How Much Data Do Linear TV Marketers Need In A Non-Ad Streaming World?

There is a lack of transparency in the streaming world. Does it matter to major TV marketers when it comes to limited advertising minutes?

When it comes to those advertising-free streamers options/services -- such as Netflix, Disney+, HBO Max, Hulu -- there’s big amounts of streaming usage to consider.

Those platforms total a huge bulk of streaming viewing. In the second quarter of this year, Nielsen says 25% of total TV consumption comes from streaming. But only 6% is with ad-supported streaming services.

Still, it’s a worldview to consider: TV marketers not only focus on what they can access, but what they can’t access (or used to access). And, if all linear TV viewing usage isn’t being converted -- completely whole -- to the streamers' world, where should they go?

Looking at a granular level, analysts make big estimations on streaming data. But it’s perhaps more important what publicly traded media companies disclose. And from CNBC’s take, it isn't all that good.



From its point of view, Netflix, Disney, Discovery are fairly transparent about their streaming data overall -- at least from a financial perspective. The less transparent ones are HBO Max, Apple TV+, ViacomCBS’s Paramount+ and NBCU’s Peacock.

Even then, what do we really get? Paying subscribers (in the U.S. and worldwide); ARPU (the average monthly rate per subscriber); and, in the case of ViacomCBS, for its free, virtual video on demand service, Pluto TV, average monthly users.

But much is lacking, of course.

Right now, even with Netflix, there’s little in the way of regular usage/viewing for these services. Sure, third-party researchers, like Nielsen, offer what seems to be reasonable viewing data -- total viewing minutes of specific shows on a weekly basis. But in the digital world where servers have actual viewing data, it’s not enough.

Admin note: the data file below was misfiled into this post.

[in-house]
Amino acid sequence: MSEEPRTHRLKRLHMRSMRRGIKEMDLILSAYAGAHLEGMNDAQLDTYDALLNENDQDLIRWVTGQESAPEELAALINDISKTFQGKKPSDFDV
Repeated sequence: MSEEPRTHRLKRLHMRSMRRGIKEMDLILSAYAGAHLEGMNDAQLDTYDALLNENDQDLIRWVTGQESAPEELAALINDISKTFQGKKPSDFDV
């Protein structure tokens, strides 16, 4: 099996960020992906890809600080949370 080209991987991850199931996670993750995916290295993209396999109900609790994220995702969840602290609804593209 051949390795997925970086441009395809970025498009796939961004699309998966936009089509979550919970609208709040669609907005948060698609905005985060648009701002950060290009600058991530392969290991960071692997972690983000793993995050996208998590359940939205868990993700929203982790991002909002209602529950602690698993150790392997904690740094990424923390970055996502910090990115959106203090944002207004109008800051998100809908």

And there are other more pressing issues: A continuation of the supply-and-demand problem started years ago with linear TV for top prime-time ad inventory.

Now, marketers are chasing a finite part of all the new premium streaming advertising opportunities -- all due to those platforms' efforts to limit advertising to around four-to-five minutes an hour.

While promising new streaming technology is here -- with the hope of more business outcome data attached to that viewing -- we continue to deal with reruns.

2 comments about "How Much Data Do Linear TV Marketers Need In A Non-Ad Streaming World?".
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  1. Ed Papazian from Media Dynamics Inc, July 8, 2021 at 3:47 p.m.

    Interesting question, Wayne. To me the obvious answer is to get a third party panel type service such as Nielsen up to speed regarding sample size, and the ability to measure all activity---including the various digital devices, not just "TV sets". Then an advertiser does not have to be concerned about varying definitions of "viewing", "walled  gardens", and honest reporting, which are major issues today.  You don't need census level data to get a pretty good fix on what's being "watched" as has been demonstrated for every mediam that sells ads in history---but this requires advertiser /agency involvement and funding so as to keep the operation honest and not overly influenced by the sellers.

  2. John Grono from GAP Research, July 8, 2021 at 6:32 p.m.

    Funny you should mention that Ed.

    Down here in AU, our new system called VOZ (Video in Australia) launches later this month but started releasing some data yesterday.

    It is a development by our TV ratings company OzTAM.   It is currently based around the broadcasters and subscription TV which are already measured by OzTAM.  It includes BVOD, SVOB, CTV which will be reported side-by-side.   The system does capture in-home video usage beyond the core broadcasters and STV, but I think that is reported in aggregate at this stage.

    Worth Googling and having a look.

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